It may be as well that I should now give my proofs in support of this statement. They are contained in a paper folio in a vellum wrapper, in which are set down the disbursments for various purposes of the executors of Robert Nowell, of Gray’s Inn, who died in 1569. At folio 25 there is an entry of ‘Gownes geven to certeyn poor scholler (s) of the scholls aboute London, in number 32, viz., St. Paul’s, Merchant Taylor’s, St Anthony’s Schole, St. Saviour’s Gramar Schole, & Westminster Schole. Cost of cloth, with making, xixll. Xs. Vijd.’ First on the list of the scholars of Merchant Taylors’ who recived these gifts stands ‘Edmunde Spenser.


image006Robert Nowell, the headmaster of the Merchant’s School in London, was a Burnley man, & related by marriage to Sir John Towneley of Townely Hall, near Hurstwood. These East Lancashire-Spenser connections are supported by the language used  by Spenser in the Calendar, which is in many places akin to the dialect of the area. The Calendar is a sophisticated mini-masterpiece, pregnant with a wide array of references & the first real original English poetic production of any merit since Chaucer’s Canterbury Tales. Entered on the books of the Stationers’ Company December 5, 1579, on its publication early the next year it became an instant success. Although written in the classical style of the Roman Eclogues, the reading public were intrigued by Spenser’s choice of rustic colloquiallism, most of which was written in the dialect of East Lancashire. John Dryden describes Spenser as a’master of our northern dialect,’ while Dr Grosart identified 550 words in the Calendar unique to East Lancashire & West Yorkshire. In a speech to the Historic Society of Lancashire on January 10th 1867, T T Wilkinson listed forty-five words in that ‘folkspeech’ used by Spenser dialect, that were still in circulation in his day. Some of these words have survived in the locality to the 21st century, such as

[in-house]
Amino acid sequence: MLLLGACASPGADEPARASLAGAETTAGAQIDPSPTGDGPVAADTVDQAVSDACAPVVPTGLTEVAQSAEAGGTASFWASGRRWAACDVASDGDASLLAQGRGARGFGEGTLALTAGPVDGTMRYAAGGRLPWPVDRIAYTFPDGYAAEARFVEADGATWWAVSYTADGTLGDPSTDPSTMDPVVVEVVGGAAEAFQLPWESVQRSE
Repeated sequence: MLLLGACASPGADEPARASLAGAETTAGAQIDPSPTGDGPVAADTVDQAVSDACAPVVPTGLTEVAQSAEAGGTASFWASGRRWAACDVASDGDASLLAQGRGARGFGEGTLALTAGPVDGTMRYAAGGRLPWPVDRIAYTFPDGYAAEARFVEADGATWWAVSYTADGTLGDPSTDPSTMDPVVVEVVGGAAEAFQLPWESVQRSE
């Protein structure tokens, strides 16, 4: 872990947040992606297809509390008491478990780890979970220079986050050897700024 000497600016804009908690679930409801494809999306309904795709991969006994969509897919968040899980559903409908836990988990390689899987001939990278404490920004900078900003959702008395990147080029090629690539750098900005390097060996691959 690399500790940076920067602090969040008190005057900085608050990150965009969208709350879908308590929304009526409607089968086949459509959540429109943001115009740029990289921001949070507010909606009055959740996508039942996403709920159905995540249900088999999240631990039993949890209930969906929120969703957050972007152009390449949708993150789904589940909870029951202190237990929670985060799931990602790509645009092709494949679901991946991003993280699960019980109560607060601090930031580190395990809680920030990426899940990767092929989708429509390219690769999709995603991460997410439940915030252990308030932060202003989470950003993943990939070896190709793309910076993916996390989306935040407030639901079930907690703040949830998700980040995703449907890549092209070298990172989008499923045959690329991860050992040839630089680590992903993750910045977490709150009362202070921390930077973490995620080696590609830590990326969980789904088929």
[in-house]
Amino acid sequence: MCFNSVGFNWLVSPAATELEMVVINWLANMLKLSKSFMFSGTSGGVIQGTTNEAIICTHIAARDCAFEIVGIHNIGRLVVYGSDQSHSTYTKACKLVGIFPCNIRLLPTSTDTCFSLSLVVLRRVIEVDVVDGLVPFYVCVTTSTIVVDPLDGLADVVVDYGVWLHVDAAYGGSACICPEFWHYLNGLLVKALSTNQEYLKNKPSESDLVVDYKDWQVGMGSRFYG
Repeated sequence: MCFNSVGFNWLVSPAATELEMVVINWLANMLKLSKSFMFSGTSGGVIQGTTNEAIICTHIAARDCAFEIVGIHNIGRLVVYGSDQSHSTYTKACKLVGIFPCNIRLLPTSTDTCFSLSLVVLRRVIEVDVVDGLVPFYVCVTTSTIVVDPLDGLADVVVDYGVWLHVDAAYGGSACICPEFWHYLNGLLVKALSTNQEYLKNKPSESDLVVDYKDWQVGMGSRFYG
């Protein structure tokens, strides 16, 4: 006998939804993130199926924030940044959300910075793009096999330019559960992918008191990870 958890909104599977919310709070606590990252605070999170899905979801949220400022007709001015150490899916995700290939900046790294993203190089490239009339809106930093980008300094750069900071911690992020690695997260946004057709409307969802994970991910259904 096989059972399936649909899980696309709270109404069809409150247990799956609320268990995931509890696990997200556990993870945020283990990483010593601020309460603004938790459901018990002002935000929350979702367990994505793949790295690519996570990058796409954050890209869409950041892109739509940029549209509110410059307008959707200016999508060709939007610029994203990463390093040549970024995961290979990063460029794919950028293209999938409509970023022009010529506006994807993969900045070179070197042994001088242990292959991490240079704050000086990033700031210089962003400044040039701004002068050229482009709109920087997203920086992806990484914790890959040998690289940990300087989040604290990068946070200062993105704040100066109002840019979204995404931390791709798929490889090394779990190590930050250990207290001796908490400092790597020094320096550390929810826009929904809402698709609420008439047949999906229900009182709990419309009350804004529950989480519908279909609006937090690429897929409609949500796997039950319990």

Brag – boast proudly
Chips – fragments cut off
Clout – blow with flat of hand
To crow over – to boast over someone
Dapper – pretty smart
Latch – temporary fastening of a door
Smirke – smile in a pertor winning maner

Wilkinson adds; ‘The Folkspeech of East Lancashire is somewhat peculiar, both in words and pronunciation, and many of its oldest terms and phrases have a close affinity to the Lowland Scotch. Both contain an admixture of words derived from the Danes and Northmen who conquered and colonized the district… Robert Chambers… in his interesting Book of Days, vol. I, p. 07, asserts that when Spenser tells of a ewe that ” she mought ne gang on ” the green,” he uses almost the exact language that would be employed by a Selkirkshire shepherd, on a like occasion, at the present day. So also when Thenot says ” Tell me, good Hobbinol, what gars thee greete ?” he speaks pure Scotch. In this poem Spenser also uses tway for two ; gait for goat (?) ; mickle for much ; wark for work ; wae for woe ; ken for know ; crag for the neck ; icarr for worse ; hame for home ; teen for sorrow all of these being Scottish terms.’ 


Three other bits of evidence place Spenser in Burnley in 1576. Contemporary gloss to the June eclogue of the Calendar provided by a certain ‘E.K.,’ describes Spenser as composing his poem amidst, ‘those hylles, that is the North countrye, where he dwelt,’ adding that Spenser’s movements after the poem’s composition as being ‘removing out of the Northparts came into the south.’ On this point, TT Wilkinson’s paper  quotes a certain Dr Craik, who in turn is quoting Mr. F. C. Spenser, of Halifax;